A 30-year-old East African migrant is accused of strangling a woman to the point of “nearly unconscious” at a motel in Stearns County, Minnesota, while high on the Somali drug of choice — khat.
Ahmed Mohamed Ahmed, described by the local newspaper as “a St. Cloud man,” was charged Tuesday with felony domestic assault, fifth-degree felony possession of a controlled substance and interfering with a 911 call.
According to the criminal complaint filed in Stearns County District Court, officers were dispatched to Asteria Inn & Suites in Waite Park on Saturday for a domestic assault in progress. Officers said they were allowed inside the room and noticed a woman “was crying and motioned to her neck.”
She told police Ahmed had “strangled her which interfered with her breathing and that (he) punched her three times in the breast,” the complaint states. The victim had bruises and a scratch on her chest.
[This happened one day after another Somali refugee, Asad Abu Mohamed, 32, was caught trying to rape a female student in the women’s restroom at Minneapolis Community and Technical College in Minneapolis.]
Officers saw Ahmed attempting to put a plastic bag in his pocket that officers believe to be khat, which is a green, leafy plant grown in Somalia that contains the narcotic cathinone, also known as Catha edulis. It is illegal in the U.S. but that doesn’t stop Somalis from smuggling it into the country, often through a European city.
The St. Cloud Times was so careful not to reveal Ahmed’s ethnicity as a native of Somalia that it even covered up the country where most khat is grown: “Its use is widely accepted in certain African countries, but the stimulant is considered a controlled substance in the United States,” the newspaper reported.
When officers asked Ahmed about the assault, he “was chewing on a green leafy substance and appeared to be under the influence,” according to the complaint. He told officers he never hit the woman and tried to claim the khat was hers.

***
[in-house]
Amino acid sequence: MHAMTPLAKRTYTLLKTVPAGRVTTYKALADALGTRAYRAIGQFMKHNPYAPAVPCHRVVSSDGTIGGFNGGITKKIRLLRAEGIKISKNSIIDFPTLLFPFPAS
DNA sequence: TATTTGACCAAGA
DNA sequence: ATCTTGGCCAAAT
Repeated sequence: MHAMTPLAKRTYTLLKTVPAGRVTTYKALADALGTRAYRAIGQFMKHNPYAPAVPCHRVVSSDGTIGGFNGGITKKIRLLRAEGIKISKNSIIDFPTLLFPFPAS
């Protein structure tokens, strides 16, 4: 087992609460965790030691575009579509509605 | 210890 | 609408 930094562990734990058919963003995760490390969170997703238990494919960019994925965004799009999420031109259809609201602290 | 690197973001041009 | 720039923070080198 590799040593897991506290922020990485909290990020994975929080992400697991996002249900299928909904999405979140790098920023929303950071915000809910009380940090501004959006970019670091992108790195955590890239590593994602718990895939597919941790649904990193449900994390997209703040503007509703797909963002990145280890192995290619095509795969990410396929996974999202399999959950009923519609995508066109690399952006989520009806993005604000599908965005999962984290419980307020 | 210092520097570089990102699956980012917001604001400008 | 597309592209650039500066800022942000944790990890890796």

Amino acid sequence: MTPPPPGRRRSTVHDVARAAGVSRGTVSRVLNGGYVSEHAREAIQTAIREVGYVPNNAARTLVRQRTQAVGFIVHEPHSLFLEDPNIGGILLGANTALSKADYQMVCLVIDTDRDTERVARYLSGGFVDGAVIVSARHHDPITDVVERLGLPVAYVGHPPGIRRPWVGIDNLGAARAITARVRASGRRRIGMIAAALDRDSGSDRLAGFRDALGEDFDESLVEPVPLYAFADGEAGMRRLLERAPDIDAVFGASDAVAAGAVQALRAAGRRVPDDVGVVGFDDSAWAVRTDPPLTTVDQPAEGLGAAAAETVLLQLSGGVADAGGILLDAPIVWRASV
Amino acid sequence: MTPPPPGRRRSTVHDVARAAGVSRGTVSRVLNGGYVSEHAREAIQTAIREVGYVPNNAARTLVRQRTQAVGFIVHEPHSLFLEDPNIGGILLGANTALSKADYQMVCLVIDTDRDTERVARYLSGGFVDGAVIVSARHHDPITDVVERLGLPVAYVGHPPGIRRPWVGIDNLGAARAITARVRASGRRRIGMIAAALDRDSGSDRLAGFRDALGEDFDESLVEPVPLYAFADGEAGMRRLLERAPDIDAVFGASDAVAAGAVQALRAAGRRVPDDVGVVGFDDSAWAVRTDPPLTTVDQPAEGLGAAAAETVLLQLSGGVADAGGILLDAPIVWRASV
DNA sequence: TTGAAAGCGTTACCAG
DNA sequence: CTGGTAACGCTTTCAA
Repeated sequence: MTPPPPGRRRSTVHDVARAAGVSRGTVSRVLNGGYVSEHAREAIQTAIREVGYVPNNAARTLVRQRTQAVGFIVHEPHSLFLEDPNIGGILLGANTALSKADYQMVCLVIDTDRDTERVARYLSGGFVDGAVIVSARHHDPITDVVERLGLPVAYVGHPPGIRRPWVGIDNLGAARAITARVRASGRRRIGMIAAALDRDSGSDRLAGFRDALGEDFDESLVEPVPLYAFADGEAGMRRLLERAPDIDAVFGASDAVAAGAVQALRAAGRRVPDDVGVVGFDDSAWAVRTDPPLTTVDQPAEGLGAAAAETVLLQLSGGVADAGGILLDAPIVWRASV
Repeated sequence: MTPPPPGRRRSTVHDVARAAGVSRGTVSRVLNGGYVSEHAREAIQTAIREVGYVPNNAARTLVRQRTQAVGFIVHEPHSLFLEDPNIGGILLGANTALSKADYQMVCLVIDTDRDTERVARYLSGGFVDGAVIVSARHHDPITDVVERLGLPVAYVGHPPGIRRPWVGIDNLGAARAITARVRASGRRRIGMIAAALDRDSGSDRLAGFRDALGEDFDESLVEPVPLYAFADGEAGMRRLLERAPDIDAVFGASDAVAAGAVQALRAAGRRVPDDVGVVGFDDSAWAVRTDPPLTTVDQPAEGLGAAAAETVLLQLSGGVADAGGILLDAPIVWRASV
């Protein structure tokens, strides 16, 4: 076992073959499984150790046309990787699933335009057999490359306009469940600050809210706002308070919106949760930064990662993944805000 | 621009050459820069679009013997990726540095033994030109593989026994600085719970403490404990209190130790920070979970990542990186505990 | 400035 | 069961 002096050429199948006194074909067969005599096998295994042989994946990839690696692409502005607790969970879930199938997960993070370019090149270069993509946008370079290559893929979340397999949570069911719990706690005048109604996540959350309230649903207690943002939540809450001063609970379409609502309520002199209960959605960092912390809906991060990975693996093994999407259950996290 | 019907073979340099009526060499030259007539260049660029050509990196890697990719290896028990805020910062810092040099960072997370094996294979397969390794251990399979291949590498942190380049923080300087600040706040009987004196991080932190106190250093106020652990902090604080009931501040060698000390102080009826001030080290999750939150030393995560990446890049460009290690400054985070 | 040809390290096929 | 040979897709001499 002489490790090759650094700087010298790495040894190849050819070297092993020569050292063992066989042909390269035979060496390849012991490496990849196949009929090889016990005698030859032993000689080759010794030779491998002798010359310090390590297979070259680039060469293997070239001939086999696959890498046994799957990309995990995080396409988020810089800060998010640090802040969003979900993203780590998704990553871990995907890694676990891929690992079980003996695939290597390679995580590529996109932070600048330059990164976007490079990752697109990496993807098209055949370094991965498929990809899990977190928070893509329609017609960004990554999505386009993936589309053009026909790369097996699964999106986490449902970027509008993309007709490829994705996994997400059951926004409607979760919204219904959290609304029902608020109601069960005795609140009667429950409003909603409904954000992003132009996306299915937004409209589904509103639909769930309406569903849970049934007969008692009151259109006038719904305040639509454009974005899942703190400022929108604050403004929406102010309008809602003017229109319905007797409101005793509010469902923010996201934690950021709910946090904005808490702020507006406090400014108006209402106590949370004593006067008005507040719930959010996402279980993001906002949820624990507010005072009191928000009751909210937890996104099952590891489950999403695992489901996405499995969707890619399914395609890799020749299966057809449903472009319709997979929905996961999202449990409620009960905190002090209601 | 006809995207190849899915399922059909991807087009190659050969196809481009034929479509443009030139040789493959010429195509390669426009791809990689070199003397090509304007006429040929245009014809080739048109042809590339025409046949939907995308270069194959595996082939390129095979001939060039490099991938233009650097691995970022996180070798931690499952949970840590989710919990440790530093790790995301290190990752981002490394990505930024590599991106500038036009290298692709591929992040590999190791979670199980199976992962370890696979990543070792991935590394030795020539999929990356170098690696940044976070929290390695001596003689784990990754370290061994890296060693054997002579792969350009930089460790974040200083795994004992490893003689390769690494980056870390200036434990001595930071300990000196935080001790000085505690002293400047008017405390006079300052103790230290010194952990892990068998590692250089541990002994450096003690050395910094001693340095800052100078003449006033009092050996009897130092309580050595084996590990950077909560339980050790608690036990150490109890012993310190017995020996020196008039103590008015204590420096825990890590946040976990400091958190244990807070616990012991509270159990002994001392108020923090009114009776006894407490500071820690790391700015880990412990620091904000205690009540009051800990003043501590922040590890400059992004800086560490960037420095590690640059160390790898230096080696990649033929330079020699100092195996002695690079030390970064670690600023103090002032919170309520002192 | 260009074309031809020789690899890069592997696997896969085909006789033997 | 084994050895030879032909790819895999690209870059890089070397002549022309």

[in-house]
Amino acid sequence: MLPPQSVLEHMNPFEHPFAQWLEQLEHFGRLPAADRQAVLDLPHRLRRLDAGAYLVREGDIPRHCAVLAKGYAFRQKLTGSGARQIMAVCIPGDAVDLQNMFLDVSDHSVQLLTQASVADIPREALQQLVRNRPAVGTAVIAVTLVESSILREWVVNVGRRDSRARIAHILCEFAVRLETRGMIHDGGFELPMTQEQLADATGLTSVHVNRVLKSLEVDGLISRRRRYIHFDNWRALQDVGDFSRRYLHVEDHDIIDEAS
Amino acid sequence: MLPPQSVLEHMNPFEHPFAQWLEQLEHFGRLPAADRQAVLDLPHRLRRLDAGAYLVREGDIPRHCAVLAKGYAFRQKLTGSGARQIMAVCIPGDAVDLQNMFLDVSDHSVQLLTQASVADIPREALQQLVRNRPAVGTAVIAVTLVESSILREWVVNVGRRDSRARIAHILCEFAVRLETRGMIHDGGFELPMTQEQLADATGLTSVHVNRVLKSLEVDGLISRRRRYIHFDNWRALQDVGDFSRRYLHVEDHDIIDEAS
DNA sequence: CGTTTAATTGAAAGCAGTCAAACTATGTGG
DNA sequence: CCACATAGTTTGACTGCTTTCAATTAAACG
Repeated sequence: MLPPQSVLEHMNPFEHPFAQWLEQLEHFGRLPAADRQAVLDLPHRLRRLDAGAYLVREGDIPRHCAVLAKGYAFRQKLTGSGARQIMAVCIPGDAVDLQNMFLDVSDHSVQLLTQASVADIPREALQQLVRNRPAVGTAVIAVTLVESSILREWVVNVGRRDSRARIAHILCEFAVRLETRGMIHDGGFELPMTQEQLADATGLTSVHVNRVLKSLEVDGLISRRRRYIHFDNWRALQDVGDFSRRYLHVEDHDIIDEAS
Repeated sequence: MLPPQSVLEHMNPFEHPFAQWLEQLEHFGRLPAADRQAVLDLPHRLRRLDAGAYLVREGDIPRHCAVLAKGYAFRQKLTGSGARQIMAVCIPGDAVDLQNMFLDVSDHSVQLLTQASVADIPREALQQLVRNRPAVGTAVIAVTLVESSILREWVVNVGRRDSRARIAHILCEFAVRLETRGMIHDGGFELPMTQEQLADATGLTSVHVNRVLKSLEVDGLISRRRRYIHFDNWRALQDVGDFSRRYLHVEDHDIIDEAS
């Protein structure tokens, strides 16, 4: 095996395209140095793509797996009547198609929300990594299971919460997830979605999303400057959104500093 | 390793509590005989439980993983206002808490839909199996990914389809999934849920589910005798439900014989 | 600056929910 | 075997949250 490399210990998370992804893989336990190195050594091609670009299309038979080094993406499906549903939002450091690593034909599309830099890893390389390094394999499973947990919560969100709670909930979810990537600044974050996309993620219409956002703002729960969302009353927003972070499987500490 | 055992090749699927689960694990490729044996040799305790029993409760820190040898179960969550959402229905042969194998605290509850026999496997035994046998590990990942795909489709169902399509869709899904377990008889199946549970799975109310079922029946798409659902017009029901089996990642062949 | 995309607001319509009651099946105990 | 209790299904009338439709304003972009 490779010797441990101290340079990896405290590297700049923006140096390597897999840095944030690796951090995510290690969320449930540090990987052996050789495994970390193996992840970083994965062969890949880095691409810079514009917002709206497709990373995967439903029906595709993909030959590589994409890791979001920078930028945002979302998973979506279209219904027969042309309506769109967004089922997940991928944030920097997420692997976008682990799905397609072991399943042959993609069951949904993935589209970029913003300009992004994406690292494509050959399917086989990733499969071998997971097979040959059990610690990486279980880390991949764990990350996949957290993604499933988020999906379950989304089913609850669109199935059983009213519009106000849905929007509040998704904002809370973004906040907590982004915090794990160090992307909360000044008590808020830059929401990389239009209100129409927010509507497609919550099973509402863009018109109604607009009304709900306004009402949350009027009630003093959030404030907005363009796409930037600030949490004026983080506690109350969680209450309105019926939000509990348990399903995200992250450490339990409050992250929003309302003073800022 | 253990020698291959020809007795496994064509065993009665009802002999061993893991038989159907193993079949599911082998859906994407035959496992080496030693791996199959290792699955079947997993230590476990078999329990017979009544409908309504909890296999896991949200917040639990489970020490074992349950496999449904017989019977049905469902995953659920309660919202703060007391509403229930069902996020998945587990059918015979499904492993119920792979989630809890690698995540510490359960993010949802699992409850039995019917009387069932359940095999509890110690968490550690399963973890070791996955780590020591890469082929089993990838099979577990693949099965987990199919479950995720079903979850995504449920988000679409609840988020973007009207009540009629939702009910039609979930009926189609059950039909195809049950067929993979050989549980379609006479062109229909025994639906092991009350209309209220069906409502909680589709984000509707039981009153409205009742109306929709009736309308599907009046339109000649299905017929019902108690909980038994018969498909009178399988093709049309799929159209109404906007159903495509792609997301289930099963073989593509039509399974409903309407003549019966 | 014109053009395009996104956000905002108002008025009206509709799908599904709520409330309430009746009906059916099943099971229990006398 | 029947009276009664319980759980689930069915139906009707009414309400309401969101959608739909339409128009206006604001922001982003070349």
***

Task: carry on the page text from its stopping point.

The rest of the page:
Ahmed had an outstanding warrant, however, for his arrest in connection to an unrelated drug-possession charge.
The female victim told police “she wanted to leave the hotel and (Ahmed) became angry with her and she could not go,” the complaint states. The victim said she told Ahmed she was going to call the police, at which point he took her phone and slapped her face and “placed his hand on her throat and squeezed at the same time he pulled her hair and she had a difficult time breathing and almost went unconscious,” the complaint states.
The victim told police she was able to push Ahmed off her but he then punched her multiple times in the chest. She told police the phone fell out of Ahmed’s pocket and she was able to call the police; Ahmed tried to grab the phone from the victim and it disconnected once, but she was able to call again.
For our growing list of violent crimes by Somali refugees in Minnesota, Ohio, the Dakotas, Georgia, Maine, Oregon, Vermont and other states, see our recent series that included “25 reasons to end Somali refugee resettlement now.” and “Rogue Somali refugees Part 2.”
The U.S. has imported more than 140,000 Muslim refugees from Somalia, a country in perpetual civil war, since the late 1980s. Nearly half of them have gone to Minnesota, with the other half scattered throughout more than a dozen states including Ohio, Washington, the Dakotas, Tennessee, Kentucky, Georgia, North Carolina, Virginia, Maine, Alaska and Texas.
At a public forum in October 2015, Minnesota Gov. Mark Dayton, when confronted with concerns about the mass influx of refugees from Somalia, responded by telling Minnesotans if they can’t be tolerant of the migrants “then find another state.”
Leo Hohmann is a veteran journalist and author of the 2017 book “Stealth Invasion: Muslim Conquest through Immigration and Resettlement Jihad.” If you appreciate this type of original, fact-based and independent reporting, please consider a donation of any size to this website. We accept no advertising and are beholden to no one.